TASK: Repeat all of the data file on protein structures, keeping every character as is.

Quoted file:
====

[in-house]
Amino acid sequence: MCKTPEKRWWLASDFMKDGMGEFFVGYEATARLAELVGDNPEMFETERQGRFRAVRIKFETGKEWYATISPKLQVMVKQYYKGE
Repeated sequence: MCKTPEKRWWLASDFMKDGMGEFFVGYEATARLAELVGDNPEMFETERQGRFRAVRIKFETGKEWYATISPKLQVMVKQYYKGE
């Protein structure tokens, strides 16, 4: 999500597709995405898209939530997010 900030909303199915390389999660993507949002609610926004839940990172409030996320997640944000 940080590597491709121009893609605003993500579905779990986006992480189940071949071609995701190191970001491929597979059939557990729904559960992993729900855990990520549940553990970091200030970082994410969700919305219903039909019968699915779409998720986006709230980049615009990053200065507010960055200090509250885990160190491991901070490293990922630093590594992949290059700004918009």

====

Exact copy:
[in-house]
Amino acid sequence: MCKTPEKRWWLASDFMKDGMGEFFVGYEATARLAELVGDNPEMFETERQGRFRAVRIKFETGKEWYATISPKLQVMVKQYYKGE
Repeated sequence: MCKTPEKRWWLASDFMKDGMGEFFVGYEATARLAELVGDNPEMFETERQGRFRAVRIKFETGKEWYATISPKLQVMVKQYYKGE
């Protein structure tokens, strides 16, 4: 999500597709995405898209939530997010 900030909303199915390389999660993507949002609610926004839940990172409030996320997640944000 940080590597491709121009893609605003993500579905779990986006992480189940071949071609995701190191970001491929597979059939557990729904559960992993729900855990990520549940553990970091200030970082994410969700919305219903039909019968699915779409998720986006709230980049615009990053200065507010960055200090509250885990160190491991901070490293990922630093590594992949290059700004918009």